Biggest Little City

Impartial Policing


The Reno Police Department does not condone the racial profiling of any group by sworn personnel and prohibits any policy, procedure, or practice that constitutes racial profiling, or any activity that results in racial profiling of any group in the population for the purposes of traffic stops or investigations.

Investigative detentions, traffic stops, arrests, searches and property seizures by officers will be based on a standard of reasonable suspicion or probable cause in accordance with the Fourth Amendment of the U.S. Constitution.

The Reno Police Department continuously evaluates the best ways to address this issue. Research and input from experts in the field of racial profiling led us to employ the "Point to Point" bench-marking methodology. It has proven valid in several states and federal courts and has been deemed by many experts to be the most practical method of bench-marking to date.

The City of Reno contracted with Dr. John Lamberth of Lamberth Consulting, and Dr. Eric Herzik of the University of Nevada at Reno, to conduct analyses of traffic and pedestrian stops. The researchers analyzed traffic stop data collected from January 1, 2004, until December 31, 2004, and pedestrian stop data collected from July 1, 2004, until June 30, 2005.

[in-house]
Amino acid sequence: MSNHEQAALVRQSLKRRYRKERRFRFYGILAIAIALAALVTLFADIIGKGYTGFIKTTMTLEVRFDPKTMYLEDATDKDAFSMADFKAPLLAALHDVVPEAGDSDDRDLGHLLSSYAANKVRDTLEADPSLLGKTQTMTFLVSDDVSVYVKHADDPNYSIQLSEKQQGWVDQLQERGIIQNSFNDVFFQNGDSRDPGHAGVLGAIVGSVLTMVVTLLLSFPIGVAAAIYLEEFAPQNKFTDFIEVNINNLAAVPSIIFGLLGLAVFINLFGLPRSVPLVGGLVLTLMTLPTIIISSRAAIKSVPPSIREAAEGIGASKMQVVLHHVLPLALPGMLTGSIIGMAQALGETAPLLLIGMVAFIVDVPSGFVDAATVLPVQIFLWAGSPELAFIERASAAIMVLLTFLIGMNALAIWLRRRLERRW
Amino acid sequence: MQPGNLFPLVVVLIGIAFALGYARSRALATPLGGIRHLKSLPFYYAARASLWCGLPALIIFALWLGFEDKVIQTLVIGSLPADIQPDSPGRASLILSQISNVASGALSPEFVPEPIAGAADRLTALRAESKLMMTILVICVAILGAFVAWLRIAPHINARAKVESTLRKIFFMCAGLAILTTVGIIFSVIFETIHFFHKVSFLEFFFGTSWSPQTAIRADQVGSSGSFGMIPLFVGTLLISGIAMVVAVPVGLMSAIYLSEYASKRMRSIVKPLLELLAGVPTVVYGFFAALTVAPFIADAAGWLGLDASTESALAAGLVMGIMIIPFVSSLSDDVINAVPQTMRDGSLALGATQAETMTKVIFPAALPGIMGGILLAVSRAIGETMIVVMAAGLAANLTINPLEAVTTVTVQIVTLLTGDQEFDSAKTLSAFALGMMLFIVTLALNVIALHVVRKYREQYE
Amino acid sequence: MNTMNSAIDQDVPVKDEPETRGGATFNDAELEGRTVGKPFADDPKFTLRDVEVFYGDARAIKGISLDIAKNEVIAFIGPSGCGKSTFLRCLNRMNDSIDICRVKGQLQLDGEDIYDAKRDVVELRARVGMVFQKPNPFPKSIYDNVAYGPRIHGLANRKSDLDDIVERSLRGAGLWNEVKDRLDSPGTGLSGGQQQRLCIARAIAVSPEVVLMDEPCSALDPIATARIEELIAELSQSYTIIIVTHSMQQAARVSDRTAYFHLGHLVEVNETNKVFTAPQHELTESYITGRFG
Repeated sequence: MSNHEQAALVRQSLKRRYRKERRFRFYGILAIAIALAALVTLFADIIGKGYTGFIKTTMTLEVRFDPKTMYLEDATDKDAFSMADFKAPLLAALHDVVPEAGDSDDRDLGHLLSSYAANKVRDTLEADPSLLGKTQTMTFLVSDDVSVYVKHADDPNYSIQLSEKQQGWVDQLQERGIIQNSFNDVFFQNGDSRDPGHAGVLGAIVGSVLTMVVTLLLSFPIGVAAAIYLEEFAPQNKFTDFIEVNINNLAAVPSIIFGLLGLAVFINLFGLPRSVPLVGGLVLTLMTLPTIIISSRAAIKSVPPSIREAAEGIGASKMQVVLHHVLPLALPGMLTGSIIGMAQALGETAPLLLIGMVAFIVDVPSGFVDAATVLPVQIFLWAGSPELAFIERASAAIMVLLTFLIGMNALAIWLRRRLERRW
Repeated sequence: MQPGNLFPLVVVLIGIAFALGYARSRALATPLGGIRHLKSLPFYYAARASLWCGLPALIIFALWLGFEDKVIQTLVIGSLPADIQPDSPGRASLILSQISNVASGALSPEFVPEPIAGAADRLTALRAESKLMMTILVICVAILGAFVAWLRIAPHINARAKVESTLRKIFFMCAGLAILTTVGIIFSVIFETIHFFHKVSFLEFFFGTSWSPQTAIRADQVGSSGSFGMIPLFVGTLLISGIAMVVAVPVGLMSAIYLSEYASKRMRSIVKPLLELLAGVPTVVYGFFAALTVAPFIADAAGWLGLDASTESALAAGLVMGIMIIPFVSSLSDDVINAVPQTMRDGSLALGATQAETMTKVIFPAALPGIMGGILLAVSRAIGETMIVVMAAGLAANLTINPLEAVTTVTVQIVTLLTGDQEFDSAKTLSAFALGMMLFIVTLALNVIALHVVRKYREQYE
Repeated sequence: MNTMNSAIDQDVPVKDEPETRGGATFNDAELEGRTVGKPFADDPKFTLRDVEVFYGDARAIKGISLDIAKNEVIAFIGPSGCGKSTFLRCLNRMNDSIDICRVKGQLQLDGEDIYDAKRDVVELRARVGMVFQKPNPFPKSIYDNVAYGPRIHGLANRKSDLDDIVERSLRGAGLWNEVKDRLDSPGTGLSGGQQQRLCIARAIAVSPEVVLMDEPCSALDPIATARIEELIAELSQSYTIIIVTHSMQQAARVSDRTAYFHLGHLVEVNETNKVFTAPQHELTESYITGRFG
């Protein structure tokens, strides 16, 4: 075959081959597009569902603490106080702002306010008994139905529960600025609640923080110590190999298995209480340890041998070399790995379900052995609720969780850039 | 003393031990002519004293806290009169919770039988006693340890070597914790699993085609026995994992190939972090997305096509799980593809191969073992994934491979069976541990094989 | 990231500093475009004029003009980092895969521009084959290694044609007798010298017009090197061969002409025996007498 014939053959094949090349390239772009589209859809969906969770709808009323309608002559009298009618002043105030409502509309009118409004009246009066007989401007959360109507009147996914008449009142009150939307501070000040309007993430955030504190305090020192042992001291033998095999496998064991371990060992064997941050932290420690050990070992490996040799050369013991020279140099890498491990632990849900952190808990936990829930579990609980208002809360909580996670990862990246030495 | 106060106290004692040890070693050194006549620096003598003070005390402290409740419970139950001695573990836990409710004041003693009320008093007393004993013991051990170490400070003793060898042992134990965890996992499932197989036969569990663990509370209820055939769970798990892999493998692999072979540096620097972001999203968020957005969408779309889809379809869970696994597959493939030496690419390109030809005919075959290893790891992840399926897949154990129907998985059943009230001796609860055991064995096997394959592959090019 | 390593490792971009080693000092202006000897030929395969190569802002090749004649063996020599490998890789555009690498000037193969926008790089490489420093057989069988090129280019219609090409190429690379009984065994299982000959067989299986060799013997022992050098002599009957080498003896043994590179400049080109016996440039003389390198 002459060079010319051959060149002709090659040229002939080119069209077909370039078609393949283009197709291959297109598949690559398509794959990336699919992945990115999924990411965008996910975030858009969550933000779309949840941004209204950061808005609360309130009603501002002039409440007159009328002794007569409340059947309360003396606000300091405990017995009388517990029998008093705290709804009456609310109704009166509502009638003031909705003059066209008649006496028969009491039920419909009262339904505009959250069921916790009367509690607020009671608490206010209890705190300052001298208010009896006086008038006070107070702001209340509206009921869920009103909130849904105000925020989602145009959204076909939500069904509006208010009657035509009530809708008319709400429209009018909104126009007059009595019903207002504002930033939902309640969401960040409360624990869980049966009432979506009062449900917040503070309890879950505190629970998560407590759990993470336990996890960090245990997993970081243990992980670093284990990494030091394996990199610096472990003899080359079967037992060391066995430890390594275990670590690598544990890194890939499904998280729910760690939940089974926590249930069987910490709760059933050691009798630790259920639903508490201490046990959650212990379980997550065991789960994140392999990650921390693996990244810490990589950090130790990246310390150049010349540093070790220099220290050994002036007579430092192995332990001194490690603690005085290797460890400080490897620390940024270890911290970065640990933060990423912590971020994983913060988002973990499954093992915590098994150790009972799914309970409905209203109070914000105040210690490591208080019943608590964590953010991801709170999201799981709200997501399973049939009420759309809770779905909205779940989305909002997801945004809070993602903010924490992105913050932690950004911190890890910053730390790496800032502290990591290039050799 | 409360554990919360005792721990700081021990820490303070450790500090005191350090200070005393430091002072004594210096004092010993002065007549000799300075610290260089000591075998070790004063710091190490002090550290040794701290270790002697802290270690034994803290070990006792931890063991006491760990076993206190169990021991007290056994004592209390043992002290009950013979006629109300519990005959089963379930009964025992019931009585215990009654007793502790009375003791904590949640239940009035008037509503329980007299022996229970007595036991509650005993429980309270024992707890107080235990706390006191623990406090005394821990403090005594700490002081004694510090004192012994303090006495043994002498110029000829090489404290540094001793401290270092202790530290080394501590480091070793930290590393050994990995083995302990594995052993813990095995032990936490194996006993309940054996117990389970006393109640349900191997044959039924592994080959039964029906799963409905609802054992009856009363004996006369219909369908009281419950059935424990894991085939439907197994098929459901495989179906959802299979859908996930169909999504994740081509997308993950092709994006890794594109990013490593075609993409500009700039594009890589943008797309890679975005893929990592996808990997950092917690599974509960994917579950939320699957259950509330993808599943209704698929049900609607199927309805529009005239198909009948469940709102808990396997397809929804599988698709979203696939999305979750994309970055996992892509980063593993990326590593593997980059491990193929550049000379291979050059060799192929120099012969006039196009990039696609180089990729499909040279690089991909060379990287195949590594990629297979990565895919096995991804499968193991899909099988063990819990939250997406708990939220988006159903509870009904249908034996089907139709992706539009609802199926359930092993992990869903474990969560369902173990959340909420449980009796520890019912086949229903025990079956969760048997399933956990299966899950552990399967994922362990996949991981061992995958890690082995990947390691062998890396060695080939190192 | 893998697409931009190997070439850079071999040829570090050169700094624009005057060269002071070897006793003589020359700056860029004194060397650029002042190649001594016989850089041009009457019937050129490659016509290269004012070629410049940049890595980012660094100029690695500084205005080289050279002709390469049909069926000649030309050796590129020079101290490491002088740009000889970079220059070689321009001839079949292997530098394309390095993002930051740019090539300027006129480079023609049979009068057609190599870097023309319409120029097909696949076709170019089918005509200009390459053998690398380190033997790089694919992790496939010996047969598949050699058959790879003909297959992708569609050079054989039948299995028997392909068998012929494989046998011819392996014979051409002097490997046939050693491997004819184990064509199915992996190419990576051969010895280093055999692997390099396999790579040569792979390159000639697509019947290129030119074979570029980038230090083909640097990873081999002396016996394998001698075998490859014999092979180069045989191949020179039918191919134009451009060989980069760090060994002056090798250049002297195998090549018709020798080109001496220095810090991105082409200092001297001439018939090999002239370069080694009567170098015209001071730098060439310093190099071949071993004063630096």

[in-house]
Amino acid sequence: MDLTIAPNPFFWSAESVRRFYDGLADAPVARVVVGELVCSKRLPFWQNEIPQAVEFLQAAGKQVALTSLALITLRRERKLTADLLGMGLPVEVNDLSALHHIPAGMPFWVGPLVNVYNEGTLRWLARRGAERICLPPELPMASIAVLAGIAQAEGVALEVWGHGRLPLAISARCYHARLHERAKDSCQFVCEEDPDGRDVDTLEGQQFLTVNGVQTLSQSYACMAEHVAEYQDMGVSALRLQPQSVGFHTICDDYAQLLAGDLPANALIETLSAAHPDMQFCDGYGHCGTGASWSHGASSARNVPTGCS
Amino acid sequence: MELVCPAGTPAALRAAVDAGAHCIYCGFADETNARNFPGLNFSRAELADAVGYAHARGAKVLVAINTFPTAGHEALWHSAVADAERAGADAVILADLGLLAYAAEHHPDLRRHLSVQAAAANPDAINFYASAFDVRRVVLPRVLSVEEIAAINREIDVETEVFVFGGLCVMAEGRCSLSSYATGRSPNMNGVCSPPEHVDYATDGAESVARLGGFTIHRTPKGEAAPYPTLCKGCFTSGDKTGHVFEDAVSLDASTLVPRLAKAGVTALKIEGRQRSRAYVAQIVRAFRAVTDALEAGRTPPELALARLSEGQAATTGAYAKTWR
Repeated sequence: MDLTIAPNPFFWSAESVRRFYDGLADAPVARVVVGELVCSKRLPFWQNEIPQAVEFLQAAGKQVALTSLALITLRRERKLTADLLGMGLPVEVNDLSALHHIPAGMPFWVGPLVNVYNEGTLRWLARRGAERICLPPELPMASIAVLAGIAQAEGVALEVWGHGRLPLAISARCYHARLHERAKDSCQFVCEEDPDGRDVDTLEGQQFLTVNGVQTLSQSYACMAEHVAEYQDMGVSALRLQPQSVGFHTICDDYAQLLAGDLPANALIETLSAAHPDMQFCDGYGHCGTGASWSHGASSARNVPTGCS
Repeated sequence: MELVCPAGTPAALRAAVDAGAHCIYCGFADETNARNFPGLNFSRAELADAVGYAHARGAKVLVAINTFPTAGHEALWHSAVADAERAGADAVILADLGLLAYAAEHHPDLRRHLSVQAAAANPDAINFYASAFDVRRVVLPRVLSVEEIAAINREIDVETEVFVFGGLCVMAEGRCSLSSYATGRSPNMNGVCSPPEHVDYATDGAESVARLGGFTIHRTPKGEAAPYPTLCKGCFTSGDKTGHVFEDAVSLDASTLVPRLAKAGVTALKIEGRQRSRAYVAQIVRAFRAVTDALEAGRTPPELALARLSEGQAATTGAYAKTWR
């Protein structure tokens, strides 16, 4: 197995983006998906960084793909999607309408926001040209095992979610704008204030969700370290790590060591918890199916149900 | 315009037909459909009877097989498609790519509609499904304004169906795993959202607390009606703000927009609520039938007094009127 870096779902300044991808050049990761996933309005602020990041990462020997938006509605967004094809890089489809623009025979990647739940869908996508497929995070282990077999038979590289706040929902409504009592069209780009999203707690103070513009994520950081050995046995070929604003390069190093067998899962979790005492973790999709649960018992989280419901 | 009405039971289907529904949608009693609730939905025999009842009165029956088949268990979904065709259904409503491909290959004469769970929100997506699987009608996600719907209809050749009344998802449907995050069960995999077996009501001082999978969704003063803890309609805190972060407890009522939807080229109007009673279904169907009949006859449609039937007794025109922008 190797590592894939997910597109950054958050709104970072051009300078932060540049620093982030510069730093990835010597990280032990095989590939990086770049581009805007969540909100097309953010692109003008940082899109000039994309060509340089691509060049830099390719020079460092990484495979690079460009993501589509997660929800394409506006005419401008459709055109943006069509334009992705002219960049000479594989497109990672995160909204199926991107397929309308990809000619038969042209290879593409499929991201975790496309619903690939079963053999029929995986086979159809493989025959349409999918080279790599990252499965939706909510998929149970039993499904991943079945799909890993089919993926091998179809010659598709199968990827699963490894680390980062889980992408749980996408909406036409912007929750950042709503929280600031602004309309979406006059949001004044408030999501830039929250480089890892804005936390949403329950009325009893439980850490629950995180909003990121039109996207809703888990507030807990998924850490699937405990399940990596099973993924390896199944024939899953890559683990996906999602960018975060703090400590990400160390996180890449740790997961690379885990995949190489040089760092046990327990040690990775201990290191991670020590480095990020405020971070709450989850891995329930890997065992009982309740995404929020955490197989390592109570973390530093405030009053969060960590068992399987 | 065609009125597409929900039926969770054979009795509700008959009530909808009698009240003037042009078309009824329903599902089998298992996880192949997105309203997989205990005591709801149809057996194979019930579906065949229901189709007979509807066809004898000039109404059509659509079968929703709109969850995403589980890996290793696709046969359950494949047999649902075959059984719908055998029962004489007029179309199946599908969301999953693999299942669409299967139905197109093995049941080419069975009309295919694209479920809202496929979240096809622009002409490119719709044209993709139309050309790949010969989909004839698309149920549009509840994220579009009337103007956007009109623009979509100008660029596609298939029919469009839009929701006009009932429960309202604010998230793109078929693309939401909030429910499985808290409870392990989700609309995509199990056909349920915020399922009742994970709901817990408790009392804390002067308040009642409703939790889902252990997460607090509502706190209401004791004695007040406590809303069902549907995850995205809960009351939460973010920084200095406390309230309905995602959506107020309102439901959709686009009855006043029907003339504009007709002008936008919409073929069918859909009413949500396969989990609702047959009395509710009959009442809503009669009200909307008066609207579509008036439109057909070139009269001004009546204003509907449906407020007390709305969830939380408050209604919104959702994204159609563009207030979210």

Furthermore, Dr. Herzik and Dr. Lamberth were hired to study the demographic breakdown of Reno's annual Hot August Nights (H.A.N.) event and police behavior.  The 2003 H.A.N. study found that, "there is no evidence that arrests based on ethnicity or race differ in any significant or substantial way from the expected levels based upon crowd characteristics."

In the 2004 H.A.N. study, Dr. Herzik found a quieter event than H.A.N. 2003.  The 2004 study concluded that "There is no evidence of biased policing by the RPD linked to race, ethnicity, or age in the pedestrian arrests recorded during H.A.N. 2004."  Both the 2003 and 2004 Hot August Nights Demographic Studies can be obtained by contacting Dr. Eric Herzik at the University of Nevada at Reno or by contacting the Reno Police Department.

The Reno Police Department believes that a continuous and open dialogue with the community is essential in our continued efforts in combating racially-biased policing and we will continue to search for the best practices in order to remain on the leading of this issue.

If you feel that any member of the Reno Police Department has unfairly targeted you, please contact Internal Affairs at 334-2106 or email

Traffic Stops: What To Do If You're Stopped By a Law Enforcement Officer

Paradas de Trafico: Que Hacer Si Usted Esta Parado Por un Oficial de la Ley

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